3 Recent Legionnaires' Disease Outbreaks Across the U.S.

In the summer and early fall of 2019, the United States saw several Legionnaires' disease outbreaks. These outbreaks were not limited to a particular state or building type, illustrating the need for comprehensive water management plans, no matter the location or facility. Since 2000, the number of reported cases of Legionnaires' disease in the country has grown by nearly five and a half times, reports the Centers for Disease Control and Prevention (CDC).

While the reason for this continued uptick remains unclear, three recent outbreaks across the U.S. show just how dangerous this waterborne pathogen can be. And since the disease is typically more prevalent during the summer and early fall, notes the CDC, now is an opportune time to emphasize the crucial need for routine water testing to your community.

1. Illinois Retirement Facility Outbreak

Several cases of Legionnaires' disease at a retirement facility in Batavia, Illinois, were confirmed in late August, according to the Aurora Beacon-News. Covenant Living at the Holmstad, a senior living community located about 45 miles from Chicago, reported the cases and began collaborating closely with public health officials on mitigation.

The facility's executive director says that mitigation steps included adding microbial filters to showerheads, flushing water fixtures regularly, cleaning the cooling tower mechanically and chemically, and treating water with higher doses of chlorine for a short period of time, the Aurora Beacon-News reports.

By mid-September, the number of cases at the senior living community had risen to 12, with two additional cases confirmed in the city, the Kane County Chronicle notes. The Kane County Health Department and the Illinois Department of Public Health continue to investigate this outbreak.

2. Numerous Cases in Chesterfield County, Virginia

In July, the Virginia Department of Health began investigating nearly a dozen Legionnaires' disease cases in Chesterfield County, WWBT reports. Seven places around the county tested positive for Legionella, including a local elementary school and two middle schools.

The schools were closed while health officials from the county and the CDC worked to identify the source of the bacteria. County officials said in August that Legionella pneumophila serogroup 1 was present in a cooling tower at one of the elementary schools, but noted it wasn't clear yet whether that was the source of illness.

By September, the three schools and two area high schools had tested positive for Legionella, according to WWBT. A twelfth case of Legionnaires' disease in the county was confirmed on September 16. The investigation remains ongoing.

3. Georgia's Largest Legionnaires' Outbreak

State health officials in Georgia confirmed in July that six guests who stayed at the Sheraton Atlanta had contracted Legionnaires' disease, the Atlanta Journal-Constitution reports. The hotel closed voluntarily on July 15 and hired environmental consultants to test water in the building.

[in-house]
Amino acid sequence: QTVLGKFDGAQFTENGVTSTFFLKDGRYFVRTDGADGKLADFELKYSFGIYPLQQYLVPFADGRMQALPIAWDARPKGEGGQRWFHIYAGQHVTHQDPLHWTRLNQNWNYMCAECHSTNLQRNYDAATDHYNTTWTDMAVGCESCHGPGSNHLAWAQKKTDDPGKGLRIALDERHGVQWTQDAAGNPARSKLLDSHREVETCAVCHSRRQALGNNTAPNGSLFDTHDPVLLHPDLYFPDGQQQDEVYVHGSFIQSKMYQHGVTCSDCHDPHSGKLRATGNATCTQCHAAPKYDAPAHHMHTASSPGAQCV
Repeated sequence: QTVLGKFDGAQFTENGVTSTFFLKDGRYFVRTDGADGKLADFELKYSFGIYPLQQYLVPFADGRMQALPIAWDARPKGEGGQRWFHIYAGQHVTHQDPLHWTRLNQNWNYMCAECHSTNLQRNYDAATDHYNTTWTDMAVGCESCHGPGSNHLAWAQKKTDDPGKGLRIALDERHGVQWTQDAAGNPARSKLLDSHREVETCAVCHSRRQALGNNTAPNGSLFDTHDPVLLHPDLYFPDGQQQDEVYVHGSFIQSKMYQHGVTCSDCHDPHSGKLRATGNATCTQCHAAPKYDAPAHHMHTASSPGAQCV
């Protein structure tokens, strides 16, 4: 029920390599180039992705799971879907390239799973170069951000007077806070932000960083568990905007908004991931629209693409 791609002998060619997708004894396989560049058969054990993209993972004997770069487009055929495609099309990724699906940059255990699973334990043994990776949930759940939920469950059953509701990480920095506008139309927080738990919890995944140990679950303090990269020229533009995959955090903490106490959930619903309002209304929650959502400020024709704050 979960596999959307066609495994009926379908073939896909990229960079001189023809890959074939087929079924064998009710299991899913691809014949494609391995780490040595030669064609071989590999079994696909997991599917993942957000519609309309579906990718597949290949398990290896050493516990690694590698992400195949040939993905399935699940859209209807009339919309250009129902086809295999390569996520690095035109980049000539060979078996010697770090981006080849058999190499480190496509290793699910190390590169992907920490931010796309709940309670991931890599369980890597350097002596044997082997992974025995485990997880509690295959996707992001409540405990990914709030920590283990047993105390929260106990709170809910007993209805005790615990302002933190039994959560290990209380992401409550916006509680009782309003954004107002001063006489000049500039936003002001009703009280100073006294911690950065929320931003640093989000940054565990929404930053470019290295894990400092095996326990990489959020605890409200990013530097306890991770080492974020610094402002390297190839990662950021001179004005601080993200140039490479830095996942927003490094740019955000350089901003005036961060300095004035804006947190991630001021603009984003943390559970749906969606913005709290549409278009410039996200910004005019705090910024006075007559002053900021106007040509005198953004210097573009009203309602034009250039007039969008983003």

Both the scope of the investigation and the known extent of the outbreak grew over the next several weeks. By August 9, it had become Georgia's largest Legionnaires' disease outbreak on record, the Atlanta Journal-Constitution notes. Legionella factored into the death of a 49-year-old woman who had stayed at the Sheraton Atlanta, and a local photographer sued the hotel after becoming ill.

In mid-August, the Georgia Department of Public Health reported that Legionella pneumophila had been found in a decorative fountain and a cooling tower, according to the Atlanta Journal-Constitution. Public health officials also said that the Sheraton Atlanta's whole water distribution had undergone remediation. A month after the first cases emerged, the hotel was cleared to reopen. The official total was 13 confirmed cases and 66 probable ones.

Nancy Nydam, a spokeswoman for the Georgia Department of Public Health, told New York Times reporters on August 16 that testing and sampling of the water at the hotel would continue.

Preventing Future Outbreaks Is a Team Effort

Additional Legionnaires' disease cases in the U.S. were confirmed recently at a hotel in Illinois, a learning center in Missouri, and in Chemung County, New York. Identifying and managing Legionella in man-made water systems remains crucial for disease prevention. The CDC strongly encourages building owners and operators to put comprehensive water management programs in place.

Water lab leaders can support such proactive prevention strategies through collaboration on testing plans as well as performing timely, accurate tests for Legionella pneumophila. Given the latest Legionnaires' disease outbreaks, lab readiness is needed now more than ever.


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Alyssa Danigelis

Alyssa Danigelis is a professional freelance journalist who covers business, sustainability, energy, science, and technology. She received a bachelor’s degree from Mount Holyoke College and a master’s degree from Columbia University’s Graduate School of Journalism. Having grown up in Burlington, Vermont, she spent formative time in Boston and pounded the pavement for years in New York City before moving to sunny Colorado, where she currently resides.